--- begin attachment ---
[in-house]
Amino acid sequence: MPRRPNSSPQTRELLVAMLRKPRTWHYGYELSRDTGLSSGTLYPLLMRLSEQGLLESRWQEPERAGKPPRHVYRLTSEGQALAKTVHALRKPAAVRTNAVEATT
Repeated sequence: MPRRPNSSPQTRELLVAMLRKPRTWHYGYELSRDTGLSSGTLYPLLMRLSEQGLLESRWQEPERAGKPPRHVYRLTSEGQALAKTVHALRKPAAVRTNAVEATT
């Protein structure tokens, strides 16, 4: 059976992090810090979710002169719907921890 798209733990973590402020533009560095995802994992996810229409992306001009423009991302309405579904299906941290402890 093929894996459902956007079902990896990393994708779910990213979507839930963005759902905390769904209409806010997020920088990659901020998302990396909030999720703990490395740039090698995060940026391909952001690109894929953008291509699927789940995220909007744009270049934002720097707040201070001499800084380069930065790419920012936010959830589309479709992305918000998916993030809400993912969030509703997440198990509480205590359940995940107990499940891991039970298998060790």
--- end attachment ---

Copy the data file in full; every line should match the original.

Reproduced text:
[in-house]
Amino acid sequence: MPRRPNSSPQTRELLVAMLRKPRTWHYGYELSRDTGLSSGTLYPLLMRLSEQGLLESRWQEPERAGKPPRHVYRLTSEGQALAKTVHALRKPAAVRTNAVEATT
Repeated sequence: MPRRPNSSPQTRELLVAMLRKPRTWHYGYELSRDTGLSSGTLYPLLMRLSEQGLLESRWQEPERAGKPPRHVYRLTSEGQALAKTVHALRKPAAVRTNAVEATT
């Protein structure tokens, strides 16, 4: 059976992090810090979710002169719907921890 798209733990973590402020533009560095995802994992996810229409992306001009423009991302309405579904299906941290402890 093929894996459902956007079902990896990393994708779910990213979507839930963005759902905390769904209409806010997020920088990659901020998302990396909030999720703990490395740039090698995060940026391909952001690109894929953008291509699927789940995220909007744009270049934002720097707040201070001499800084380069930065790419920012936010959830589309479709992305918000998916993030809400993912969030509703997440198990509480205590359940995940107990499940891991039970298998060790």